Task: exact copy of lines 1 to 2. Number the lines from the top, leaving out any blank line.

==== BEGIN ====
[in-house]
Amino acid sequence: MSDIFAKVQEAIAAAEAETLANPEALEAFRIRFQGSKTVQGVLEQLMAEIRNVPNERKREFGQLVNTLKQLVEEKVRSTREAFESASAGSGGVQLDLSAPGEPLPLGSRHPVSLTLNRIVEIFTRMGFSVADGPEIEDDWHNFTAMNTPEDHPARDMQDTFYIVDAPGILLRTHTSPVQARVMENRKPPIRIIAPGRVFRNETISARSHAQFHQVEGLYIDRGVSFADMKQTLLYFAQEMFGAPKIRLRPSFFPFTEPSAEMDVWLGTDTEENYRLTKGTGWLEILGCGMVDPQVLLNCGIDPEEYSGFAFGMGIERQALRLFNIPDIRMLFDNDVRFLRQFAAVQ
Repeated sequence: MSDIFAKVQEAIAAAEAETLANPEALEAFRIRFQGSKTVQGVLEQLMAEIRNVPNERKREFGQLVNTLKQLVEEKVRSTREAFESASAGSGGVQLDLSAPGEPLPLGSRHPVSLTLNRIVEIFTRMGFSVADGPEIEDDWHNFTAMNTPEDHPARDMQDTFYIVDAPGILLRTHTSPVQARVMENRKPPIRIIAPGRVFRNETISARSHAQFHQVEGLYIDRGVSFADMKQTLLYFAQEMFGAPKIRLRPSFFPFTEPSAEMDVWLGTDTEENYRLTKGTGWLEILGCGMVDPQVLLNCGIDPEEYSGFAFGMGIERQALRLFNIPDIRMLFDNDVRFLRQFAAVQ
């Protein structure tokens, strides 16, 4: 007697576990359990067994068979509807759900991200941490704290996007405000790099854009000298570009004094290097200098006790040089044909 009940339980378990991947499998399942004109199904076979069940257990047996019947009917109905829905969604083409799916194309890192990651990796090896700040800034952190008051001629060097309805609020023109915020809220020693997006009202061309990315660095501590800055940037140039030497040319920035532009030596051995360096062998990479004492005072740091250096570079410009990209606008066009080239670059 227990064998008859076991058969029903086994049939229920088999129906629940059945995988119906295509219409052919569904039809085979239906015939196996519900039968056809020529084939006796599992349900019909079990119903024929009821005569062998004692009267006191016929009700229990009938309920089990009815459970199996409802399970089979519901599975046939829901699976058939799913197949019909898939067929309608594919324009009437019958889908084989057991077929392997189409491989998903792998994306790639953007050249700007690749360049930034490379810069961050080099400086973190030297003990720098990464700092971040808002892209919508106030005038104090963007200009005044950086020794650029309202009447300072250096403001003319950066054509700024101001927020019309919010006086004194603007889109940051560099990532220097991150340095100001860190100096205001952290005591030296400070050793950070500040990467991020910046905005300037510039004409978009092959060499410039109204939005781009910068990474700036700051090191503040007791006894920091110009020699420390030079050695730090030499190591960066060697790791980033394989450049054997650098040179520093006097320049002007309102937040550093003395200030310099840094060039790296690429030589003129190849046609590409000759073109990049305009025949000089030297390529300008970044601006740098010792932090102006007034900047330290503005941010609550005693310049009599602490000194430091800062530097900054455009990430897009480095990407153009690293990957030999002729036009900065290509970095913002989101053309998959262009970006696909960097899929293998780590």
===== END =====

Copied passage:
[in-house]
Amino acid sequence: MSDIFAKVQEAIAAAEAETLANPEALEAFRIRFQGSKTVQGVLEQLMAEIRNVPNERKREFGQLVNTLKQLVEEKVRSTREAFESASAGSGGVQLDLSAPGEPLPLGSRHPVSLTLNRIVEIFTRMGFSVADGPEIEDDWHNFTAMNTPEDHPARDMQDTFYIVDAPGILLRTHTSPVQARVMENRKPPIRIIAPGRVFRNETISARSHAQFHQVEGLYIDRGVSFADMKQTLLYFAQEMFGAPKIRLRPSFFPFTEPSAEMDVWLGTDTEENYRLTKGTGWLEILGCGMVDPQVLLNCGIDPEEYSGFAFGMGIERQALRLFNIPDIRMLFDNDVRFLRQFAAVQ